Licensing Digital Content: A Practical Guide for Librarians, Third Edition
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- Table of Contents
- About the author
Of the second edition, ARBA declared, “Harris’s book has become the standard for libraries and has yet to have an equal published that is either as useful or as clear.” Covering the basics of digital licensing for librarians, the new third edition provides a freshened look at all the key issues as well as updated sample agreement clauses. Giving library professionals and students the understanding and the tools needed to negotiate and organize license agreements, Harris uses a plain-language approach that demystifies the process. Her guide
- explains licensing terminology and discusses changes in technology, including developments such as text and data mining;
- points out opportunities for cost savings;
- features many useful tools such as a comprehensive digital license checklist;
- provides sources of additional information on the global aspects of licensing; and
- walks readers through educating organizations that have signed license agreements.
In its new edition, this resource remains a must-have for all information professionals who deal with licenses for electronic resources.
Note to Canadian and Other Non-U.S. Readers
Quick-Starter Tips for a Successful Agreement
1 When to License
2 Demystifying the Licensing Experience
3 Learning the Lingo
4 Key Digital Licensing Clauses
5 Boilerplate Clauses
6 Un-Intimidating Negotiations
7 Questions and Answers on Licensing
8 Go License!
- A Fair Use–Section 107 of the U.S. Copyright Act
- B Interlibrary Loan–Section 108 of the U.S. Copyright Act
- C Digital Licensing Clauses Checklist
About the Author
Lesley Ellen Harris
Lesley Ellen Harris, JD, has spent her entire career working in copyright law as an author, blogger, educator, lawyer and consultant on legal, business, policy, and strategic issues in the publishing, entertainment, Internet, and information industries. She has served a broad range of clients and taught a broad range of students, and she frequently works with libraries, archives, museums, and educational institutions. She often speaks at conferences, and teaches in-person and online courses on copyright and licensing in the United States, Canada, and globally through Copyrightlaws.com and in conjunction with national and regional associations in Canada and the United States. After completing law school, Harris worked with the Canadian government on copyright policy underlying statutory copyright reform. As a policy advisor, Harris gained an international perspective on copyright, undertaking international studies and comparing how copyright laws worked in various countries. Her portfolios included examining copyright for libraries, archives, museums, and educational institutions and understanding the balance in domestic copyright laws and international copyright treaties. Harris is the author of the books Digital Property: Currency of the 21st Century (1997), Canadian Copyright Law (4th ed., 2014), Licensing Digital Content: A Practical Guide for Librarians (3rd ed., 2018), and numerous articles. In 1998, she founded the website Copyrightlaws.com. She is also the founder and CEO of Copyrightlaws.com, a company that promotes copyright literacy education and provides an opportunity for librarians and other nonlawyers around the world to become more aware and educated about copyright law and licensing digital content. Harris always likes to hear from her readers and can be contacted through www.copyrightlaws.com.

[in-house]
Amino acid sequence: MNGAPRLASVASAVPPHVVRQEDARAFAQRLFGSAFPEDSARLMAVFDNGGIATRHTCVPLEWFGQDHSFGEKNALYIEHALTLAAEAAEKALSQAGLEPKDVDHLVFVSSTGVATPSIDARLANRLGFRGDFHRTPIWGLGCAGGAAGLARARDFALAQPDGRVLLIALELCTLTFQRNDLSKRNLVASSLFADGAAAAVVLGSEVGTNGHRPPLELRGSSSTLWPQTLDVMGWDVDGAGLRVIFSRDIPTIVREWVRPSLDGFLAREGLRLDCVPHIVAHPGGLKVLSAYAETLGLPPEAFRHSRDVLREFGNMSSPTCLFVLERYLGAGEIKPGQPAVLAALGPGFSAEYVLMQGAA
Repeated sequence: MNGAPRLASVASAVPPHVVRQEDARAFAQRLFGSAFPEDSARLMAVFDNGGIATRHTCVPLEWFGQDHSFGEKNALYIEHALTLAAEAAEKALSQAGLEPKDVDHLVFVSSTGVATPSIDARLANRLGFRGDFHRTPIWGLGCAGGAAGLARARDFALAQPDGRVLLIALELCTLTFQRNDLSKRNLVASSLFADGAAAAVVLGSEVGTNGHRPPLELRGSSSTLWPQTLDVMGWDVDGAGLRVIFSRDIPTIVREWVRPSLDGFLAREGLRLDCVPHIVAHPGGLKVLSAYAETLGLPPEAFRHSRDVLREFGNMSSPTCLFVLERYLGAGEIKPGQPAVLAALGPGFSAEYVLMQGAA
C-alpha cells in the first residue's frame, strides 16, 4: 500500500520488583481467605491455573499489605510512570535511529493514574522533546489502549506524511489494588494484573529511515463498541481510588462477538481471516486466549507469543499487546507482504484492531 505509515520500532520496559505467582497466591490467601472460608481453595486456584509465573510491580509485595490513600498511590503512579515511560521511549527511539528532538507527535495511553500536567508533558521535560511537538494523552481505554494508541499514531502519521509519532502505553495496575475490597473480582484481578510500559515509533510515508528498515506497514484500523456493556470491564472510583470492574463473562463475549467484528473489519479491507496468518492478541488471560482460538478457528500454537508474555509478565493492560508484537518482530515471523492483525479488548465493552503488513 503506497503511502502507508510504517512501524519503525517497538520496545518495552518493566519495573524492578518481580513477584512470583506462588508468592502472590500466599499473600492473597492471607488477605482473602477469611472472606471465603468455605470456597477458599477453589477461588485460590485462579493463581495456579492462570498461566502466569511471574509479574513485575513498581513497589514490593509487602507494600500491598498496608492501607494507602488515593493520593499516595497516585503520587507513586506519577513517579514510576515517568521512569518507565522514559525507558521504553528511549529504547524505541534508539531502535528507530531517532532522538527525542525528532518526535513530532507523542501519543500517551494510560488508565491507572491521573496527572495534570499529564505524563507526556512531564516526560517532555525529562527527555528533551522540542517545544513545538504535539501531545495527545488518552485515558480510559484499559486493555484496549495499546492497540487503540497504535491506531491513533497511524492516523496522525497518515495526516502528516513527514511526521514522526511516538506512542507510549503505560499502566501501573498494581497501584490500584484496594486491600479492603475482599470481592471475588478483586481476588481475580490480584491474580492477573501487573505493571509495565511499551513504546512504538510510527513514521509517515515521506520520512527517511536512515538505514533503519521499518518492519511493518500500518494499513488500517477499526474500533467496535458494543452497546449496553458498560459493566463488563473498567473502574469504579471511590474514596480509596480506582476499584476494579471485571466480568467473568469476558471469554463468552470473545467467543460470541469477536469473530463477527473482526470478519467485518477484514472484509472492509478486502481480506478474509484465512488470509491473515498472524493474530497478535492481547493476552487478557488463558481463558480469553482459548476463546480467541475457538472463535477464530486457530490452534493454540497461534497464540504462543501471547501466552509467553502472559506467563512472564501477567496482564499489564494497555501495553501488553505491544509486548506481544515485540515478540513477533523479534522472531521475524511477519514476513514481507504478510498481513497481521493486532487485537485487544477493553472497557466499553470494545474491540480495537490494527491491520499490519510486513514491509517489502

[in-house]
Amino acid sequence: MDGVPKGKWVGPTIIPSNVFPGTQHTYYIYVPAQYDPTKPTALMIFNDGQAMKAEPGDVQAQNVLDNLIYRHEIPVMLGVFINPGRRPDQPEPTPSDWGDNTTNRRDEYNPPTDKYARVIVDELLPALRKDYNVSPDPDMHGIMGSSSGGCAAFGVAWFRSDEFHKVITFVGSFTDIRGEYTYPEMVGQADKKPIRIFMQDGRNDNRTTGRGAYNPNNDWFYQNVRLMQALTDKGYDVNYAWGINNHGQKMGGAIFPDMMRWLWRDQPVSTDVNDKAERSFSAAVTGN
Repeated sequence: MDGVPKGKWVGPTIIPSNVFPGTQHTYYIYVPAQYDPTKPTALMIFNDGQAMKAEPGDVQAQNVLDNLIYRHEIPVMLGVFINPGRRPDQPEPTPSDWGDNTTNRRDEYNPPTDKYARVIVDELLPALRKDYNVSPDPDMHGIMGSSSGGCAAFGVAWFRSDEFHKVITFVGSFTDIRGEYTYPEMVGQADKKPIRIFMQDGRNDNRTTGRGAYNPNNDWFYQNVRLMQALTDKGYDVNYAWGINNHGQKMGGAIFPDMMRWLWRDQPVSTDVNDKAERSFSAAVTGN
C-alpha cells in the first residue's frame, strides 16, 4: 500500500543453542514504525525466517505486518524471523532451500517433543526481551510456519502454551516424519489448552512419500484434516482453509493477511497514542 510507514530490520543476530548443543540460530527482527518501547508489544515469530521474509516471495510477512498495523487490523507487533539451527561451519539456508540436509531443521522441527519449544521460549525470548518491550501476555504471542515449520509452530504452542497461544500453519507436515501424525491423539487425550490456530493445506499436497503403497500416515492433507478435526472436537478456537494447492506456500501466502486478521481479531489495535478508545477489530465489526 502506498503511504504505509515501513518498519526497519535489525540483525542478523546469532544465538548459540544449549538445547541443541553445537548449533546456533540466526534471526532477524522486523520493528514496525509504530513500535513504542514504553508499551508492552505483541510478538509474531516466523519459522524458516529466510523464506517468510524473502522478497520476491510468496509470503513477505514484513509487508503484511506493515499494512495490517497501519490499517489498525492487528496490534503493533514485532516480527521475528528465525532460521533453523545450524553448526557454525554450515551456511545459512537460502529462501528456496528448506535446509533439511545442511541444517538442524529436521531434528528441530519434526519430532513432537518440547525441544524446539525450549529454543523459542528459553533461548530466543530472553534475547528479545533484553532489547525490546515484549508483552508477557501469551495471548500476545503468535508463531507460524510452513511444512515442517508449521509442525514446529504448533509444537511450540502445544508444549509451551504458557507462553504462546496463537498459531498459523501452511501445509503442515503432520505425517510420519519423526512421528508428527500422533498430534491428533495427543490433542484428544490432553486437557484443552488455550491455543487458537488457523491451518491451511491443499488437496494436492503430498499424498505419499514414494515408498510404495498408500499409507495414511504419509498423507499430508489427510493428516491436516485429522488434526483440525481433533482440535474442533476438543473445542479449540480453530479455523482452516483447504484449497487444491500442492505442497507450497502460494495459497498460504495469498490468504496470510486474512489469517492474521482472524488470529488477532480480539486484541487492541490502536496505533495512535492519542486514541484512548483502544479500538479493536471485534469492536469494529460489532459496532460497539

"This single volume is a good first resource for librarians who want to gain a better understanding of how to license digital content ... The book includes detailed chapters, analysis, terminology, a thorough index, and examples of copyright law, all compiled by an expert in the field.”
"This guide is an excellent primer for anyone who is new to digital content licensing. It also can be useful as a refresher for those who have been in the business for a while. It presents licensing in simple, jargon-free language and demystifies a process that is quite opaque to anyone who is new.”
"Harris is enthusiastic, well-versed, and thoroughly explanatory on challenges and considerations for libraries licensing digital content. All content is written in layman’s terms and is easily understandable ... This resource is invaluable for all librarians handling licenses and negotiations.”